PHOTO: The photograph shows the memorial seat being replaced. On the left is FOWC vice chairman Harvey Griffiths and on the right volunteer group co-ordinator Rick Summers. In the centre Graeme Perks, who carried out the renovation work, shows the damage time had done to part of the original seat.

Attention! Stand Easy

3A26E294-5F55-4EF7-8BC1-8FD7FB684975Friends of Whitcliffe Common Trustees have welcomed plans for the memorial soldier on Whitcliffe to return for a week each side of Remembrance Day but decided that having the silhouette there all year round would make it less special.
Rick Summers said the soldier had been absolutely right to celebrate the centenary this year but would would lose its poignant effect if it was there all the year round.
“We already have a permanent memorial bench and we should welcome the silhouette back into position for a week each side of Remembrance Day as well as look at any future special anniversaries.

Feast of fungi promotes Whitcliffe wildlife

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67F12133-28C4-41B8-ABDA-D37C2ECB50F0Fungi of Whitcliffe Common
Autumn on Whitcliffe is a beautiful time. Golden colours, stunning light but above all its fungi. The array of habitats and mix of trees mean a diversity of toadstools.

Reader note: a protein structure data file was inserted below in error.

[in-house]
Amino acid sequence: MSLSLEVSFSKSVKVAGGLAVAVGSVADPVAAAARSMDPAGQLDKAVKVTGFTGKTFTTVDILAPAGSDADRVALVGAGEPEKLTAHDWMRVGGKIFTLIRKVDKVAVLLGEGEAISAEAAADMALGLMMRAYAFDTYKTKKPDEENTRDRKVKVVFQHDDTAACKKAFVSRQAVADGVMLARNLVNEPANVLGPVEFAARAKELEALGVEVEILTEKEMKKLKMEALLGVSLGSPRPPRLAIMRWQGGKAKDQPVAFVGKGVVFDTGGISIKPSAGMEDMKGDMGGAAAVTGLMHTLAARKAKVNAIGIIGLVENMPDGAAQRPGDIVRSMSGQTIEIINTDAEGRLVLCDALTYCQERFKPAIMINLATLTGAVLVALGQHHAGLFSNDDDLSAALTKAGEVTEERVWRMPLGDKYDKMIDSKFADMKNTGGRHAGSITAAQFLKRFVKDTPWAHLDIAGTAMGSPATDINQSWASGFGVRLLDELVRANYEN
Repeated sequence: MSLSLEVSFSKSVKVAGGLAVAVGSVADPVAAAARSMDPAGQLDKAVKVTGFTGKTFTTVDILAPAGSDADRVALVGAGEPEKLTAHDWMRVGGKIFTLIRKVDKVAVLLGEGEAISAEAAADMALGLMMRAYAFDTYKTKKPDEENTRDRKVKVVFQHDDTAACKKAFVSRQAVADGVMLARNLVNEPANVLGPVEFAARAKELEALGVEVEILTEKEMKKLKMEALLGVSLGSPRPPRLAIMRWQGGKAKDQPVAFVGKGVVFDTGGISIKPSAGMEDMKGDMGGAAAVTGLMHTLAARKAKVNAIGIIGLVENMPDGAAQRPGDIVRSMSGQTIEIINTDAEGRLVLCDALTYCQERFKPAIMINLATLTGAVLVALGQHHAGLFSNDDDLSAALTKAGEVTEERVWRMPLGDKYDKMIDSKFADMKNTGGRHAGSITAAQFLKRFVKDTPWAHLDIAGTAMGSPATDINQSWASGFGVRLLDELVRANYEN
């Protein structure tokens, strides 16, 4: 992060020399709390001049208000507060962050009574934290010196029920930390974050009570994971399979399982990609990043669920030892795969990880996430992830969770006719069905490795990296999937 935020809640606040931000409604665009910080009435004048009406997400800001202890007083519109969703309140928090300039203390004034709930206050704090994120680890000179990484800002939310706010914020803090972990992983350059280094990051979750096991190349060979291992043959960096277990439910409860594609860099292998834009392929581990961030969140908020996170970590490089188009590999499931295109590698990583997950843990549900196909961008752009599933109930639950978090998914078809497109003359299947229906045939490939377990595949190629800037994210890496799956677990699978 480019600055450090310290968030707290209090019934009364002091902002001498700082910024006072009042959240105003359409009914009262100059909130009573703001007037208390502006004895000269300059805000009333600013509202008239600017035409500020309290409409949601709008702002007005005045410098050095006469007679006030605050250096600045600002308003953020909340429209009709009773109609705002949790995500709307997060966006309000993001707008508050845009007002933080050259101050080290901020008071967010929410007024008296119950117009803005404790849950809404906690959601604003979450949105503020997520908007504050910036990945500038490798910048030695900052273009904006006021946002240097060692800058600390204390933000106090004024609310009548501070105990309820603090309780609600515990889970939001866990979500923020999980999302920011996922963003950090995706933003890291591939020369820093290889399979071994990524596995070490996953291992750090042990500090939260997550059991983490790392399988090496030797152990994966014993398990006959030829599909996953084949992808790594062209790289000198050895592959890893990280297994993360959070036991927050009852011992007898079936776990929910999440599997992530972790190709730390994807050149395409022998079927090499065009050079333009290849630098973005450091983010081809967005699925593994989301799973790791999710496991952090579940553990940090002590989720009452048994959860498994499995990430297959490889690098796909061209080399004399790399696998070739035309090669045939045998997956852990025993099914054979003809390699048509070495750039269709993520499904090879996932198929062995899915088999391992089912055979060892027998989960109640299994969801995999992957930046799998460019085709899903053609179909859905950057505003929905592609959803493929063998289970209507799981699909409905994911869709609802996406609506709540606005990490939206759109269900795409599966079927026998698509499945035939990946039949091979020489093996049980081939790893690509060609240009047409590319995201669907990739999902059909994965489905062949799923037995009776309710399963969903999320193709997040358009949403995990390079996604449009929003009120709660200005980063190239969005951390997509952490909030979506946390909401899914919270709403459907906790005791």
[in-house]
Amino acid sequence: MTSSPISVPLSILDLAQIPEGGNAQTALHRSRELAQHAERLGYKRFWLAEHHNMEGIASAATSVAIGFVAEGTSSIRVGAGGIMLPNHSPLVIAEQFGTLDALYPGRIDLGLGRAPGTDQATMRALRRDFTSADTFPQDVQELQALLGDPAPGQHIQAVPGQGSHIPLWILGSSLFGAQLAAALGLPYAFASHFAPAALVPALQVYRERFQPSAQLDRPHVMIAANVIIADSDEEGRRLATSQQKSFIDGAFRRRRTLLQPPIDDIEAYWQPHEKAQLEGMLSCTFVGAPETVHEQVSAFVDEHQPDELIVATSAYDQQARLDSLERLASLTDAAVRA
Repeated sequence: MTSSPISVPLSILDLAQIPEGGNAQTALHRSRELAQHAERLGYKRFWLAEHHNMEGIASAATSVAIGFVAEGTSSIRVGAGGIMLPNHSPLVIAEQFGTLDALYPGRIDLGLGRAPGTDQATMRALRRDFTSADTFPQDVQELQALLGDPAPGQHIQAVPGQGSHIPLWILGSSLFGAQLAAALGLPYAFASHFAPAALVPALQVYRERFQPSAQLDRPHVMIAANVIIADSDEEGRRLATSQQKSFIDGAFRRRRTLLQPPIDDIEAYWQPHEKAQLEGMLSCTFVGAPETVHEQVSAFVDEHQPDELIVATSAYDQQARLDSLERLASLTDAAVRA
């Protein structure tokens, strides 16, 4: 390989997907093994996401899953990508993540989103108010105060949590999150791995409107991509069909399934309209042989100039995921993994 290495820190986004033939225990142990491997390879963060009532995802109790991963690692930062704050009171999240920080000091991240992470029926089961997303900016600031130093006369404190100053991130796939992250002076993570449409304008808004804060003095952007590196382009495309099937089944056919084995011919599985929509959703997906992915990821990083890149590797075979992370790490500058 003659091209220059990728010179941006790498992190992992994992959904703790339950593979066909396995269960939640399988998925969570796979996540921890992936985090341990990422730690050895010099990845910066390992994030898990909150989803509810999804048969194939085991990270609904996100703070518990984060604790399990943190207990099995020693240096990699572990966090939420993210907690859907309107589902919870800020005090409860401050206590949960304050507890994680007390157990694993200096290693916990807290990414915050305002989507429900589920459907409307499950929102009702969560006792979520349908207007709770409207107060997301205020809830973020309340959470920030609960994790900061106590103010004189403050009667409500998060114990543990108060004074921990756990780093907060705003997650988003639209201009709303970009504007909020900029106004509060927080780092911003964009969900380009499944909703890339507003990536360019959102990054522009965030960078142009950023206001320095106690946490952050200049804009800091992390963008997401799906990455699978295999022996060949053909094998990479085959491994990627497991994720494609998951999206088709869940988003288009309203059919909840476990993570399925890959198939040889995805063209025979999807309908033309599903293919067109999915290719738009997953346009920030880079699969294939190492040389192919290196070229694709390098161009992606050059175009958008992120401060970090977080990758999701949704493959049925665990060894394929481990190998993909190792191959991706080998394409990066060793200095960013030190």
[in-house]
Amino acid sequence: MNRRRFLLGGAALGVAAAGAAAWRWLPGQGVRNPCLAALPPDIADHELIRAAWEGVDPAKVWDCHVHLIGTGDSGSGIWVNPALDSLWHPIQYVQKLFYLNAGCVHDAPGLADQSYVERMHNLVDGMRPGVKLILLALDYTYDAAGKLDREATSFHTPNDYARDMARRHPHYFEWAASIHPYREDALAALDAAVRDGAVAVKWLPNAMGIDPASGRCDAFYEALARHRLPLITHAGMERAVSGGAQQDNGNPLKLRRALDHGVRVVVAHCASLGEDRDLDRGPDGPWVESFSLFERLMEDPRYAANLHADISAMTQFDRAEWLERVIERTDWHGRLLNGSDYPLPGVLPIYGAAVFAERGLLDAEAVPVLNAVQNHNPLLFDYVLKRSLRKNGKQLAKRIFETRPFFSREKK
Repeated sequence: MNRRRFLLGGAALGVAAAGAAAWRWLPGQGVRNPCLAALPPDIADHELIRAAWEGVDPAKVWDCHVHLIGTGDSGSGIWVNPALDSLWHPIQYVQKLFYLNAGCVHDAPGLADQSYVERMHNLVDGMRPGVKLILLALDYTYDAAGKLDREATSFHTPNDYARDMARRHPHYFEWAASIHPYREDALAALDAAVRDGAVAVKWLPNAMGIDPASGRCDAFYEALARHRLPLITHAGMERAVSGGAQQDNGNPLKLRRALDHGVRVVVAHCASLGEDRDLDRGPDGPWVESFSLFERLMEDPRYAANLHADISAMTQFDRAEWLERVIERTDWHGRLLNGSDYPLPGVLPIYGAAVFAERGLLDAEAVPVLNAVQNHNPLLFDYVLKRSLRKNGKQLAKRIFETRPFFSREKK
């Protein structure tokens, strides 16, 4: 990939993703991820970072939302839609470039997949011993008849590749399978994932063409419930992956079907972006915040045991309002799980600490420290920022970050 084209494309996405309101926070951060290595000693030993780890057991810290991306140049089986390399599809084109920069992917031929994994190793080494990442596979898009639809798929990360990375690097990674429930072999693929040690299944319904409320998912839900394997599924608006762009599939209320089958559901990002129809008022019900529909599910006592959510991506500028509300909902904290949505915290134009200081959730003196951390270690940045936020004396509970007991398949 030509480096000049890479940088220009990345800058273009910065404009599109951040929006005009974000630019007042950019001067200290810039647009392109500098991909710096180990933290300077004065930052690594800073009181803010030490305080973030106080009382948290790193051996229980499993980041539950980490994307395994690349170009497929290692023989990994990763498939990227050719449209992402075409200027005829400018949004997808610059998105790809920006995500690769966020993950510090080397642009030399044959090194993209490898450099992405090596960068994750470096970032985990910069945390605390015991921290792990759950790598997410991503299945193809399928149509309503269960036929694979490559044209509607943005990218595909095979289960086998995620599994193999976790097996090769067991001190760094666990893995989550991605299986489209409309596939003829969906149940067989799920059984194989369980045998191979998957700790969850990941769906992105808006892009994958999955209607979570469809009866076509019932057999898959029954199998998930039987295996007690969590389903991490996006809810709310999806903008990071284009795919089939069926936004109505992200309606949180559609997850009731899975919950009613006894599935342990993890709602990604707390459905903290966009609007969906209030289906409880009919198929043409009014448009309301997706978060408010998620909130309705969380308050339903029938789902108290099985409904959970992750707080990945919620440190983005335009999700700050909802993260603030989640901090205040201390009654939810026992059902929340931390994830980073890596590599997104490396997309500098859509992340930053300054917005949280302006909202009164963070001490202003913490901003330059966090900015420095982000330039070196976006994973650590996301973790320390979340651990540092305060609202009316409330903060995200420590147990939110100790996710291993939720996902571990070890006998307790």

Fungi and trees have evolved together for millions of years and have become mutually dependant. The red and white-spotted fly agaric associates with birch and is a frequent sight at the top of the Common.

In the meadow around the toposcope look out for colourful little jewels that are waxcaps. These thrive in old grassland not poisoned with fertilizers and pesticides.

The fungal stars of Whitcliffe are its ancient trees – oaks, beeches and sweet chestnuts. These have been hollowed out by the action of fungi. Far from making the trees dangerous, it helps them to survive by reducing the forces from high winds. Hollow trunks and branches become homes for wildlife such as owls and even pine martens.

So the next time you take a walk on Whitciffe and spot a mushroom sprouting out of the ground or on a tree, just remember that without fungi there wouldn’t be the wealth of wildlife and the Common would look very different indeed.

John Hughes
Shropshire Wildlife Trust

Meadow Flowers Prosper

Harebells

Harebells

Fiona Gomersall, from Shropshire Wildlife Trust carried out a wildflower survey in the summer to see if strewing the meadow hay and other work has led to any increase in wildflower varieties. The good news is …. it has.
Fiona writes:”I’ve just been looking through the data, comparing the list with last year and of the significant new species I’d say that Harebell and Heath Grass were the most interesting-the others were common. These two signify an increase in good indicator species that are found in more acidic meadows. There is already an acidic component to Whitcliffe and it means that the biodiversity of this element is increasing in a positive way. There was also an increase in Sheep’s Fescue, Common Knapweed and Tormentil-all indicating that the meadow is improving in its condition and diversity.